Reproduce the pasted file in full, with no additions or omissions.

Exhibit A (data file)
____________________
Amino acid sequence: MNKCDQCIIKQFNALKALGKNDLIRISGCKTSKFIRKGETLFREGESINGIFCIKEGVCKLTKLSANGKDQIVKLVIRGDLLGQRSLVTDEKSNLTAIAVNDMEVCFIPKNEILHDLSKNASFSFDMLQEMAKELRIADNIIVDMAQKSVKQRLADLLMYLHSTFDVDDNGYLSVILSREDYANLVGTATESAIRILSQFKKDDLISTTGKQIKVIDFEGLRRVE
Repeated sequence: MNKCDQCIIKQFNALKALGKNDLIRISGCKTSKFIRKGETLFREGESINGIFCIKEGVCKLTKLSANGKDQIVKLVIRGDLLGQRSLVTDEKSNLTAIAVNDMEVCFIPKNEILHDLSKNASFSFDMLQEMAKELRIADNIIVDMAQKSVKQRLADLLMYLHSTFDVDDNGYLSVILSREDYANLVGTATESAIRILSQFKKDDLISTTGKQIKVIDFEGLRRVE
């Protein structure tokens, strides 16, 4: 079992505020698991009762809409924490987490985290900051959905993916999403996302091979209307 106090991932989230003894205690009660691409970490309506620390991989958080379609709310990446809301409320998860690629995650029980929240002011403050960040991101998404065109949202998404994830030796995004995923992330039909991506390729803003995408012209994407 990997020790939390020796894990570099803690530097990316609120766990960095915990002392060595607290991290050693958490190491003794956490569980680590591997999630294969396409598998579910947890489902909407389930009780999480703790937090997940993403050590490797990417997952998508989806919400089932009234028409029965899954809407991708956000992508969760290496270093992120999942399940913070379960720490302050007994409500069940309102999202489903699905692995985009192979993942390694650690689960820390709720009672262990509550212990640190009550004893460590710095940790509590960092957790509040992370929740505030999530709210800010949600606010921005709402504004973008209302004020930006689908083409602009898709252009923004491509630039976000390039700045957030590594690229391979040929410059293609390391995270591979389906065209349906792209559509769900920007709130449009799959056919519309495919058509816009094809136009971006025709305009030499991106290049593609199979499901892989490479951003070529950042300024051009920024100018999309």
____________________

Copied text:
Amino acid sequence: MNKCDQCIIKQFNALKALGKNDLIRISGCKTSKFIRKGETLFREGESINGIFCIKEGVCKLTKLSANGKDQIVKLVIRGDLLGQRSLVTDEKSNLTAIAVNDMEVCFIPKNEILHDLSKNASFSFDMLQEMAKELRIADNIIVDMAQKSVKQRLADLLMYLHSTFDVDDNGYLSVILSREDYANLVGTATESAIRILSQFKKDDLISTTGKQIKVIDFEGLRRVE
Repeated sequence: MNKCDQCIIKQFNALKALGKNDLIRISGCKTSKFIRKGETLFREGESINGIFCIKEGVCKLTKLSANGKDQIVKLVIRGDLLGQRSLVTDEKSNLTAIAVNDMEVCFIPKNEILHDLSKNASFSFDMLQEMAKELRIADNIIVDMAQKSVKQRLADLLMYLHSTFDVDDNGYLSVILSREDYANLVGTATESAIRILSQFKKDDLISTTGKQIKVIDFEGLRRVE
């Protein structure tokens, strides 16, 4: 079992505020698991009762809409924490987490985290900051959905993916999403996302091979209307 106090991932989230003894205690009660691409970490309506620390991989958080379609709310990446809301409320998860690629995650029980929240002011403050960040991101998404065109949202998404994830030796995004995923992330039909991506390729803003995408012209994407 990997020790939390020796894990570099803690530097990316609120766990960095915990002392060595607290991290050693958490190491003794956490569980680590591997999630294969396409598998579910947890489902909407389930009780999480703790937090997940993403050590490797990417997952998508989806919400089932009234028409029965899954809407991708956000992508969760290496270093992120999942399940913070379960720490302050007994409500069940309102999202489903699905692995985009192979993942390694650690689960820390709720009672262990509550212990640190009550004893460590710095940790509590960092957790509040992370929740505030999530709210800010949600606010921005709402504004973008209302004020930006689908083409602009898709252009923004491509630039976000390039700045957030590594690229391979040929410059293609390391995270591979389906065209349906792209559509769900920007709130449009799959056919519309495919058509816009094809136009971006025709305009030499991106290049593609199979499901892989490479951003070529950042300024051009920024100018999309």